21d    Follow holder of money around university (6)
PURSUE: — Something found in most women’s handbags to hold coins contains (around) the abbreviation for U(niversity).

25d    John Prescott’s first circular manoeuvre (4)
LOOP: — John may look like a name to you but this time it’s a slang term for a lavatory followed by the first letter of P(rescott).

26d    Resounding noise that may introduce foxtrot? (4)
ECHO: — We’re talking about the NATO or phonetic alphabet here – I probably need to say no more.

A bit spoilt for choice with good clues today but to keep it brief I’ll go for 27a and 7, 10 and 15d with the favourite spot going to 23a because I know that I’m going to be giggling about it all day – isn’t there something about little things pleasing little minds . . . ?!

The Quick Crossword pun: grate+Nice=great-niece

65 comments on “DT 27592

  1. Kath, I think that the fact that I have finished the puzzle before publication indicates, as you say, that it is not a RayT crossword. I have never done that before and I could not see a reference to Her Majesty. Anyway, as you say, it was thoroughly enjoyable so thanks to the setter and to you, Kath, for the hints
    For me 3* and 5* for enjoyment

  2. Excellent puzzle, I ranked it a 5*. 23a was my last entry and my favourite, and when i filled it i still thought it had something to do with cricket sportswear before i twigged. I also liked 28a, 8d, 7d, 25d, 20a, 17a, 14d, 10d, 22a, well, you get the drift. I thought the hidden words were cleverly hidden, though i realise you might claim they pretty much always are Kath.

    I found it quite difficult, almost toughie, still managed to complete it before the school run so feeling ok today.

    many thanks setter and Kath

  3. Really enjoyed this puzzle and I agree about 8d. Some fun anagrams and most clues went in well. I0d was my favourite clue but 15d resulted in me wanting to bang my head on the wall, saying, “you stupid girl”! I wrote forty in RN and repeated it aloud, yet couldn’t see the answer for quite a while. Thank you to the setter and Kath for the explanations.

  4. 90% was almost a write-in as most of the long answers came immediately and the often troublesome four-letter words were kind today, but the right hand edge held me up. Spent far too long working on Victoria as a state and then got stuck on 15d/17a. Neat meaning the animal is a crosswordism that had slipped down the back of my mental sofa and I did everything with XL except say it out loud…
    Well done Kath. Take the rest of the day off – tell ’em I said so. http://bigdave44.com/wp-content/plugins/wp-monalisa/icons/wpml_good.gif

    1. Thanks for giving me the rest of the day off. Would you like to be the one to tell our collie – I think she has other ideas!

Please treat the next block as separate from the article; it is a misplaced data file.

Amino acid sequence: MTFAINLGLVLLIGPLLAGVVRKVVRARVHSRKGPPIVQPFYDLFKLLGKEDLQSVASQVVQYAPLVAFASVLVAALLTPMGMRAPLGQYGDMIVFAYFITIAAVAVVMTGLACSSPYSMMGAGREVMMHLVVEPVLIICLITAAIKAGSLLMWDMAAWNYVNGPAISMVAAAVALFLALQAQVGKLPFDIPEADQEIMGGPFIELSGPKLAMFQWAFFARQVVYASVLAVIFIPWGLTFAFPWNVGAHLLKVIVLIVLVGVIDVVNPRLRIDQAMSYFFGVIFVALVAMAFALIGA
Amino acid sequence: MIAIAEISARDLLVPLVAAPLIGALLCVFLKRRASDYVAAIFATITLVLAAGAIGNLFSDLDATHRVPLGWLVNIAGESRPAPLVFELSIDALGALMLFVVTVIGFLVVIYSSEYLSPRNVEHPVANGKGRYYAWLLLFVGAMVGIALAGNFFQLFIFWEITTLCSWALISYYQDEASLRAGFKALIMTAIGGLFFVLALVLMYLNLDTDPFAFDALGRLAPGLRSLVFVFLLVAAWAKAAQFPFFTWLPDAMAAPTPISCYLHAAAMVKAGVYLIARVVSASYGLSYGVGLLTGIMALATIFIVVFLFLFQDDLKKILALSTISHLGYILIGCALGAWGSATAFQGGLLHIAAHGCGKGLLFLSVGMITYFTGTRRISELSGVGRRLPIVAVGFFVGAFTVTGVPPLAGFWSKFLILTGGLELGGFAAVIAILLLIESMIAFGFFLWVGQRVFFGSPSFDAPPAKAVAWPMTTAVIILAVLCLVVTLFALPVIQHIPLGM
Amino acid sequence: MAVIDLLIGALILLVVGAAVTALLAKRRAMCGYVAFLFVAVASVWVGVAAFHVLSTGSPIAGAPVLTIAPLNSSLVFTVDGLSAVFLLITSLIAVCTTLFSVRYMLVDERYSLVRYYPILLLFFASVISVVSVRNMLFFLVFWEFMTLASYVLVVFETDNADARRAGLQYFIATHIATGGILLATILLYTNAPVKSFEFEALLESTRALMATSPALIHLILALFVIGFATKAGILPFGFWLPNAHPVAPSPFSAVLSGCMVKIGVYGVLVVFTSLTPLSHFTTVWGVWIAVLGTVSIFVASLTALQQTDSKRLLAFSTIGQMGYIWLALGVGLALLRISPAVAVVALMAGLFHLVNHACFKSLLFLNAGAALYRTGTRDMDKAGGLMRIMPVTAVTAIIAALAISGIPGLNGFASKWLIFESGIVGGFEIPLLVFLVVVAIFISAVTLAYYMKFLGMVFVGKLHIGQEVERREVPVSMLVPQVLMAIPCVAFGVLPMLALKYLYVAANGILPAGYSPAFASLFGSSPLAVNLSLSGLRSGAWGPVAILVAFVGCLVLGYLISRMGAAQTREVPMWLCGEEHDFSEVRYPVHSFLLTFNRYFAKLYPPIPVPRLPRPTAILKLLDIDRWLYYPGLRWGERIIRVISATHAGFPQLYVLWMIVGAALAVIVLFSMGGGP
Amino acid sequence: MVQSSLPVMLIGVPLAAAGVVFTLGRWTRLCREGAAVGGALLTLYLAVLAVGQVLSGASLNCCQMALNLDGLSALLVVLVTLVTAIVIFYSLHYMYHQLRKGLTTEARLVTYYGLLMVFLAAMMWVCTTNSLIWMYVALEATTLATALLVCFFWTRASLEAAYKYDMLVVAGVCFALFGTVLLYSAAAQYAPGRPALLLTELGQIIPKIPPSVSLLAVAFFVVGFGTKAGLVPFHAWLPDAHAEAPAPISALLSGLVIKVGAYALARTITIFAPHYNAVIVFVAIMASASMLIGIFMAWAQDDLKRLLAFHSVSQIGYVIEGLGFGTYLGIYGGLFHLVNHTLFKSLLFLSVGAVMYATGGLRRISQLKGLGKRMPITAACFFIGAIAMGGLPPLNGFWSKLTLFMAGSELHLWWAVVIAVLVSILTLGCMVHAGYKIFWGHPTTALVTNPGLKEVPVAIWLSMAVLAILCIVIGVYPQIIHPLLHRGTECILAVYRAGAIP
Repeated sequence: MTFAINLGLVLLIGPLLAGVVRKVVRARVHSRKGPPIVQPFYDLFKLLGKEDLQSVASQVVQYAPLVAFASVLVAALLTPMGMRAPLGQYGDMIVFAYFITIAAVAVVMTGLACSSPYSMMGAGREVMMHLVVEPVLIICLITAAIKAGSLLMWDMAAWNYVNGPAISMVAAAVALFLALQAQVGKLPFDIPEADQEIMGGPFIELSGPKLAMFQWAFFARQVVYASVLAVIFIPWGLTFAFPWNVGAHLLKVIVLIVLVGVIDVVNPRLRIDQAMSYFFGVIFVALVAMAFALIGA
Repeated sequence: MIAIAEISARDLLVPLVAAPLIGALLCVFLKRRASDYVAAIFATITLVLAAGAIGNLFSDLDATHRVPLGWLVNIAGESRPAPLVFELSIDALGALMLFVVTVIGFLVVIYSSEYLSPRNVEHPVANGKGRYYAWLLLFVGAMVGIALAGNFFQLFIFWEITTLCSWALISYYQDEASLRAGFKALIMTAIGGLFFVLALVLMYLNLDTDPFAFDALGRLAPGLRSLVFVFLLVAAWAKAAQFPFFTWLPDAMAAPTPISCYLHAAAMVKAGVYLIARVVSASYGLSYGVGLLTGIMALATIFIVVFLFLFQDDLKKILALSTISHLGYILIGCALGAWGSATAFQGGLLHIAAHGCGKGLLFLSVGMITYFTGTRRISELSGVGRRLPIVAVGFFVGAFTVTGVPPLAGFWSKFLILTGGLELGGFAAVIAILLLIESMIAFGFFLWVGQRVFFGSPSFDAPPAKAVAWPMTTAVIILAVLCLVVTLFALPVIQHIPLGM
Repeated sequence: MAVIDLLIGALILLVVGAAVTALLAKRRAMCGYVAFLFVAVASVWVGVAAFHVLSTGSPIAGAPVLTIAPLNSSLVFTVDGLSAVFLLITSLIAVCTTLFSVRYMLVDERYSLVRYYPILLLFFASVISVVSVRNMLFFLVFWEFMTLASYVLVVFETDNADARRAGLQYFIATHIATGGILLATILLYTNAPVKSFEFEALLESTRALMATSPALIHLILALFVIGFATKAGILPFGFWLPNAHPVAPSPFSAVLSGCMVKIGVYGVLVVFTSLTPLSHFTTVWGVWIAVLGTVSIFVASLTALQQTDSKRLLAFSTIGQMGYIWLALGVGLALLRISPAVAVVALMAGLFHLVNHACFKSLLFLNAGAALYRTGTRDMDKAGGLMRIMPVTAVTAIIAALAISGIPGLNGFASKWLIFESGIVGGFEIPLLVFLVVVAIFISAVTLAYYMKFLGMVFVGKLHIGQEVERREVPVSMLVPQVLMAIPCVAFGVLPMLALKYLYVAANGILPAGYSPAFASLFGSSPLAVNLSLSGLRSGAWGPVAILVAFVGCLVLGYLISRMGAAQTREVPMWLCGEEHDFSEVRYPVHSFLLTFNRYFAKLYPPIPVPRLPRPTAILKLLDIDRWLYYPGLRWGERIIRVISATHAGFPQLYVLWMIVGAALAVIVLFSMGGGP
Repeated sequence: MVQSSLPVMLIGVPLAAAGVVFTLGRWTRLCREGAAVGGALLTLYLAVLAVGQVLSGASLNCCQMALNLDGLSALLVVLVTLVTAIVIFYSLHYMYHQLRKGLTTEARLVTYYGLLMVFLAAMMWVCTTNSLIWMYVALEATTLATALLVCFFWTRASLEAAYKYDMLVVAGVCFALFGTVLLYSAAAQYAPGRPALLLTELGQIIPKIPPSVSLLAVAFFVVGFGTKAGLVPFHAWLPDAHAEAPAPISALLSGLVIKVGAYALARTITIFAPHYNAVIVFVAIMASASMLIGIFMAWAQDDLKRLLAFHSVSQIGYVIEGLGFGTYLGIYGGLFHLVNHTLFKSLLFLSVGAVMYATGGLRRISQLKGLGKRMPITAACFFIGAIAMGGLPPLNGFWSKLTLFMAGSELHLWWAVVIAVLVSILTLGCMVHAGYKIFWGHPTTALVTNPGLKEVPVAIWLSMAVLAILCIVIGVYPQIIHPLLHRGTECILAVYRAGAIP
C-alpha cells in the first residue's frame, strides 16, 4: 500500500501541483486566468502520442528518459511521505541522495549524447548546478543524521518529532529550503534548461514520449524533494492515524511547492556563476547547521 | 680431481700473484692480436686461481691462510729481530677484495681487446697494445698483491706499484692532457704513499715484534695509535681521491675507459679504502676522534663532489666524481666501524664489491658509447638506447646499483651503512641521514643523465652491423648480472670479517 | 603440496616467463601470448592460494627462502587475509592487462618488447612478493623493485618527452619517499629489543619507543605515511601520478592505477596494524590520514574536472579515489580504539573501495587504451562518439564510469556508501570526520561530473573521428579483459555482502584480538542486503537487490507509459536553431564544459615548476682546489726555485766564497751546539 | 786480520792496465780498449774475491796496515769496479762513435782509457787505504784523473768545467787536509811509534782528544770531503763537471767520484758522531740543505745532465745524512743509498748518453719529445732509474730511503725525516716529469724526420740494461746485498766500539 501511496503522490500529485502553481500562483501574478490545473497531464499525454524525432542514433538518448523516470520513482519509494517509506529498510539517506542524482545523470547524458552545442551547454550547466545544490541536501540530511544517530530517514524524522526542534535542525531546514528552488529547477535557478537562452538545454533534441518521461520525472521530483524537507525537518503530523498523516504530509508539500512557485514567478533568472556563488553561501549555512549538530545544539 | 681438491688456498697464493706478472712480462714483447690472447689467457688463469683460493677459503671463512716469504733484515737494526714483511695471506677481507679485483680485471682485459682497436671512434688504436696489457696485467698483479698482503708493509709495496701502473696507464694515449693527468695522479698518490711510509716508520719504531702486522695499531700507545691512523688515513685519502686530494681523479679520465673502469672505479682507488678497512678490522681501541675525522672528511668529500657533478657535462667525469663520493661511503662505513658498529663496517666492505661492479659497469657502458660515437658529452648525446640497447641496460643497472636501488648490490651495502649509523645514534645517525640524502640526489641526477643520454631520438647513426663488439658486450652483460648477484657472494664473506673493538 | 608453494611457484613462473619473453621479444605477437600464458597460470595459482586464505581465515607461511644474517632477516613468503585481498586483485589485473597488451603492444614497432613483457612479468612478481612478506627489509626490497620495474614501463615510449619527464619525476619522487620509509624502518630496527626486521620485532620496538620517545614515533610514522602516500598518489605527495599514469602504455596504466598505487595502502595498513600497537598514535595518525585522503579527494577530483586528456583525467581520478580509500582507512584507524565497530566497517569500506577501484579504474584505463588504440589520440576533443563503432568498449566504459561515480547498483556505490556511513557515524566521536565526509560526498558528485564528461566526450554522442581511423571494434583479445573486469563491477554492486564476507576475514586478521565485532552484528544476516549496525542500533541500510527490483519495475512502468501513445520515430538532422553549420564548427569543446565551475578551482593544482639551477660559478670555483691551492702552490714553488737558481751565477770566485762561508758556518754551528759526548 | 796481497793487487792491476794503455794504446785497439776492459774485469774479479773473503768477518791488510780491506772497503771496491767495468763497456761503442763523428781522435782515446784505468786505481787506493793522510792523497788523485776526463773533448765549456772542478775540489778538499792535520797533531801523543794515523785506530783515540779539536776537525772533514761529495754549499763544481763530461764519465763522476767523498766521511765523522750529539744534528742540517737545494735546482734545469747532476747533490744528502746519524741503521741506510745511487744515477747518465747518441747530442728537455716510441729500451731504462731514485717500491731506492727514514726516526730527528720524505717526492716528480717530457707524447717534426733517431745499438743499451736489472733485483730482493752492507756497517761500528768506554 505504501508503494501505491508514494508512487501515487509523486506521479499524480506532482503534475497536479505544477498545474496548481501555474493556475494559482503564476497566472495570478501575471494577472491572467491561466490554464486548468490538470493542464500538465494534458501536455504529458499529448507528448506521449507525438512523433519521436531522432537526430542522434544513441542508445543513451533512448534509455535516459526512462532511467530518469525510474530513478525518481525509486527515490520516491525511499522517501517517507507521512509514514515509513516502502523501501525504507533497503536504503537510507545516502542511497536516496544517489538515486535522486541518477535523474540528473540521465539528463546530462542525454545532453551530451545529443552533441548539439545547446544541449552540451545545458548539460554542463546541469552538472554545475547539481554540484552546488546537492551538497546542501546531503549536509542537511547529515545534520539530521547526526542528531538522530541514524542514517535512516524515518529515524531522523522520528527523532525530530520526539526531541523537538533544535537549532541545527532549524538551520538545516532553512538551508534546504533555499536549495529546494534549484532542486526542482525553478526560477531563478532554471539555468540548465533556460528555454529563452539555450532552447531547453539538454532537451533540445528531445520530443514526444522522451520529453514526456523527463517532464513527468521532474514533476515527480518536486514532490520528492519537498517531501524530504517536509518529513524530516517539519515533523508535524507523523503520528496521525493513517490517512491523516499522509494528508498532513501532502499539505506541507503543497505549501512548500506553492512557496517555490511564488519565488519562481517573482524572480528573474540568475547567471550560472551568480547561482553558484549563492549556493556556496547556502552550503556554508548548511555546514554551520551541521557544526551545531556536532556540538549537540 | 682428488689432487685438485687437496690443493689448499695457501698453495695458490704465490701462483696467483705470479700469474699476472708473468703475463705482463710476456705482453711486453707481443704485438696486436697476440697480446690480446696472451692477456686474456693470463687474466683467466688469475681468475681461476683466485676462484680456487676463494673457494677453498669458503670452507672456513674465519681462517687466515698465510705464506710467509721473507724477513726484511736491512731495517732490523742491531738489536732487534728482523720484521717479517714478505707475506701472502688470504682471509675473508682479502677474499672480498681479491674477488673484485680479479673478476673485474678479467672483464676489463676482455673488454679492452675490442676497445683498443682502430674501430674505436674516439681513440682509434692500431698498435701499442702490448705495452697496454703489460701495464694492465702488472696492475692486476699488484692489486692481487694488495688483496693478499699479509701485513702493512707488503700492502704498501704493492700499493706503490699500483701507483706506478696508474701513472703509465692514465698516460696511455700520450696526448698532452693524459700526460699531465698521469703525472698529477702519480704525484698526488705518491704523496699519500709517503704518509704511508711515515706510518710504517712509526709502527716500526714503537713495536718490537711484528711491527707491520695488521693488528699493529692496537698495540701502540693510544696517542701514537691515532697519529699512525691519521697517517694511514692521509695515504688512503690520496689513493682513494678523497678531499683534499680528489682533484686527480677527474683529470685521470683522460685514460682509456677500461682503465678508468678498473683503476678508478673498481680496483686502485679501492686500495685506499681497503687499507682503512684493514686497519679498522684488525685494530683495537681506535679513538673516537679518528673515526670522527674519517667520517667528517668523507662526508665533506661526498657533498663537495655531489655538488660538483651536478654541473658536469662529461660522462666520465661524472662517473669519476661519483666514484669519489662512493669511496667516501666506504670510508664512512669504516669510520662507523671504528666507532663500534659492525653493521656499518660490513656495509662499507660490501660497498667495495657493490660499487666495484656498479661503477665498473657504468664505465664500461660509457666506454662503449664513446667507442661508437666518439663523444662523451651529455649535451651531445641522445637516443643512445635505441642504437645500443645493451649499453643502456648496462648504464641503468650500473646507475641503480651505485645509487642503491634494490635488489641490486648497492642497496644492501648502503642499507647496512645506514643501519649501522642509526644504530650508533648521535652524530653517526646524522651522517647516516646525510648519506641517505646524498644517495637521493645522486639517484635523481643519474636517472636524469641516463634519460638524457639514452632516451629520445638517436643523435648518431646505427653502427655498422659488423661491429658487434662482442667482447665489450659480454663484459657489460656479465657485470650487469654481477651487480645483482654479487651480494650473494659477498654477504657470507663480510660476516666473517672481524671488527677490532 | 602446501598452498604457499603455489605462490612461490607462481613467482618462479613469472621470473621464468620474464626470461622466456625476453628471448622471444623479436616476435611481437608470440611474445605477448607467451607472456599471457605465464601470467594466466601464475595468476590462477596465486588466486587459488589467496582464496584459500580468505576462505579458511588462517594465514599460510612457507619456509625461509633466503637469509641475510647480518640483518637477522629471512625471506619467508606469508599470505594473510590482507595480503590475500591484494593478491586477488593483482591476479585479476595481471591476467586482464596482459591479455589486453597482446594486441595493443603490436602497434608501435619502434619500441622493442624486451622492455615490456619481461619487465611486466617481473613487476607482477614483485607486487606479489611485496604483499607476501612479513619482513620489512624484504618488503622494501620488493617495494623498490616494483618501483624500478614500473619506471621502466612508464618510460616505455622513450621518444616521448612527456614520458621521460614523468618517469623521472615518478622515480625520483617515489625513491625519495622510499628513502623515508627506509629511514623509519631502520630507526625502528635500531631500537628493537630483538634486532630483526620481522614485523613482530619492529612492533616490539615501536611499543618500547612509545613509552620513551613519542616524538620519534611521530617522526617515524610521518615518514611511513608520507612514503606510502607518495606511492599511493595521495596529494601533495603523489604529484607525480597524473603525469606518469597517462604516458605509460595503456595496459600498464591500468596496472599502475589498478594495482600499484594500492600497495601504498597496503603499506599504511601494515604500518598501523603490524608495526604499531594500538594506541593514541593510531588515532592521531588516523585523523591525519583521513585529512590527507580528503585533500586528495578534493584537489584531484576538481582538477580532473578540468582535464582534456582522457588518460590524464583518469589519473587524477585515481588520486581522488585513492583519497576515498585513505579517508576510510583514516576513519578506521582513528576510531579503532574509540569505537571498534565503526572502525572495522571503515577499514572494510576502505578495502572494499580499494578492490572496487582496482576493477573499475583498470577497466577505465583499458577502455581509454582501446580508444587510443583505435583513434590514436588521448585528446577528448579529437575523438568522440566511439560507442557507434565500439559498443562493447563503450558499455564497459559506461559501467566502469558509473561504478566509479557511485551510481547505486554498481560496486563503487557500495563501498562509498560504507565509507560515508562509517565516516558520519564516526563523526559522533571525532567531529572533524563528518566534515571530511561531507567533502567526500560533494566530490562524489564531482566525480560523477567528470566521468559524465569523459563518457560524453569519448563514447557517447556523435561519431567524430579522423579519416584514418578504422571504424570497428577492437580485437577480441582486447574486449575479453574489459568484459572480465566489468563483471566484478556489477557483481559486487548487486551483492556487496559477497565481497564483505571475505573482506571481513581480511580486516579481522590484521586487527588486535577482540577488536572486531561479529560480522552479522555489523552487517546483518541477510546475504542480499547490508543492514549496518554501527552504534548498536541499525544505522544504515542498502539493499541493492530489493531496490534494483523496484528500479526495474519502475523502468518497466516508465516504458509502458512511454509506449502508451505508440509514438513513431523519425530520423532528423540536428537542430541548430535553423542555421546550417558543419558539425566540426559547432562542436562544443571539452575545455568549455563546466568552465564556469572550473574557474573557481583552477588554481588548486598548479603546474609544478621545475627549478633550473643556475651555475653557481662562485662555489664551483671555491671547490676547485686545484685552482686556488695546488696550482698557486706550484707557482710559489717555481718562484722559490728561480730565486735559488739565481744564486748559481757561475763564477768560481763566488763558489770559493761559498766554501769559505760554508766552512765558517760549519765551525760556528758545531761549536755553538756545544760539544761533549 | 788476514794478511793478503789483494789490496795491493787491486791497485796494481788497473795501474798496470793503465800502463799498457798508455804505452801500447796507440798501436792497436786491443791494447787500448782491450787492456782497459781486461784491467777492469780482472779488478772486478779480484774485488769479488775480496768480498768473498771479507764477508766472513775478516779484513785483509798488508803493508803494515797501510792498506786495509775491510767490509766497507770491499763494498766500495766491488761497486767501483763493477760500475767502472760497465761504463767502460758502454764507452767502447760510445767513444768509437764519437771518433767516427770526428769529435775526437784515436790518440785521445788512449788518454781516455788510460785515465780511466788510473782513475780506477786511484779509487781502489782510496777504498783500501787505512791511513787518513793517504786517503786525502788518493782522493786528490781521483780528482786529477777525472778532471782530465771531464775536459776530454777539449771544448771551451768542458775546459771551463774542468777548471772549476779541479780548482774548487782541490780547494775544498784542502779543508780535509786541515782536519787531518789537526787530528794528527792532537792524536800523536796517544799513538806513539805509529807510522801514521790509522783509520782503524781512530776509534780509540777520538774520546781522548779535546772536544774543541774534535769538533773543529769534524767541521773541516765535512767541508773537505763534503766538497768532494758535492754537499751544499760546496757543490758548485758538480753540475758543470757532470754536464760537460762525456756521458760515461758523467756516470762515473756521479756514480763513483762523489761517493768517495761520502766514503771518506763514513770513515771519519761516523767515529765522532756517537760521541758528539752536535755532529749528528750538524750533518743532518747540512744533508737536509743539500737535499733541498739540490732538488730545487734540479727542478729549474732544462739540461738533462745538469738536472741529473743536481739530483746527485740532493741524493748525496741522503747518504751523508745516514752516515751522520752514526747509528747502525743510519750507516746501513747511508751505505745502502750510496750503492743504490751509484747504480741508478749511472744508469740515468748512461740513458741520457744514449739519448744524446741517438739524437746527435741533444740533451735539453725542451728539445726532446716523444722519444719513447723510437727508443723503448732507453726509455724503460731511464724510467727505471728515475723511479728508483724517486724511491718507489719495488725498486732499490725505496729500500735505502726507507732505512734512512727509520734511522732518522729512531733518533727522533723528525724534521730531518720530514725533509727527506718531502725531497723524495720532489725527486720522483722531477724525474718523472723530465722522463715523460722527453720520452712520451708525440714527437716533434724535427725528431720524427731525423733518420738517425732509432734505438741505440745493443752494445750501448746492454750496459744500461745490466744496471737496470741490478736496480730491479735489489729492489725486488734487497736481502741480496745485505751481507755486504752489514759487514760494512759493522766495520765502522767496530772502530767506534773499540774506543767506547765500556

2. I had XL written down along with saying it out loud…still took forever to see it. A long weekend off work may be needed for me!!!!

  5. Lots of good fun and the fact that with this grid, we virtually get two crosswords for the price of one did not detract from the enjoyment at all. The long answers fell quite easily so lots of checkers to play with. We will pick 15d as our favourite as it looks so much like 90 inside a fish that it took a while to correctly sort it out.
    Thanks Mr Ron (definitely not RayT) and Kath.

  6. Very enjoyable solve today, I’ll even forgive the Americanisms in 7D and 25D as they did actually make a couple of lovely clues. Deciding on a clue of the day is very very tricky today, but I’ve narrowed it down to two possibilities – 17A and 15D, but as the latter has had a few mentions already, I’ll go with the former.

    Had to go out yesterday and cross the course of the Tour of Britain, managed to get there just before they did but then nearly hit three idiots on bikes who obviously don’t believe that red lights apply to them. No doubt if I’d hit them, they would suddenly become lovely lads who never had a bad word to say about anybody and would always help others – I hope they read this and leave an apology !

    1. Surely, “loop” is not an Americanism? Loo and john for toilet are definitely Britspeak, I don’t think an American would know what you mean if you asked where the loo or the john was!

      1. I’m not so sure. It’s a long time since I lived in the US but certainly way back then the “john” (or politely “powder room”!) was widely used there but I did not hear “loo” until I returned to the UK . I wonder in fact how many Brits do refer to a “john”. Likewise it is only in the US that I have heard mention of a 7d. http://bigdave44.com/wp-content/plugins/wp-monalisa/icons/icon_confused.gif

      2. John always was American – I have never heard it in Britspeak. Try watching US movies from the 60s and 70s

    2. I agree with Merusa about the Americanisms, or lack of them. I don’t think either 7 or 25d is American.
      As for bikes, if you think you have problems you should try living in Oxford!

      1. Stiff meaning a corpse is also very much American slang.

        I have no problems with bikes, just with some of the people who use them – we keep being told to watch out for cyclists and to obey the rules of the road, perhaps some of these dead men cycling should try doing the same thing.

        1. Cyclists in Peterborough (UK) are a law unto themselves. I wonder whether the yoof understand what the word dismount means. If the signs read get off your ******* bike perhaps pedestrians would be safer ;)

        2. Re stiff – you’ve clearly never worked in a British hospital!
          I agree with you about the cyclists – one minute they seem to think that the bike is a vehicle and the next they think that they can hop off (sort of) and be treated as a pedestrian. I know that I’m going to get this a bit wrong and should probably have looked it up before quoting it but “Neither fish, flesh, fowl not good red herring” springs to mind.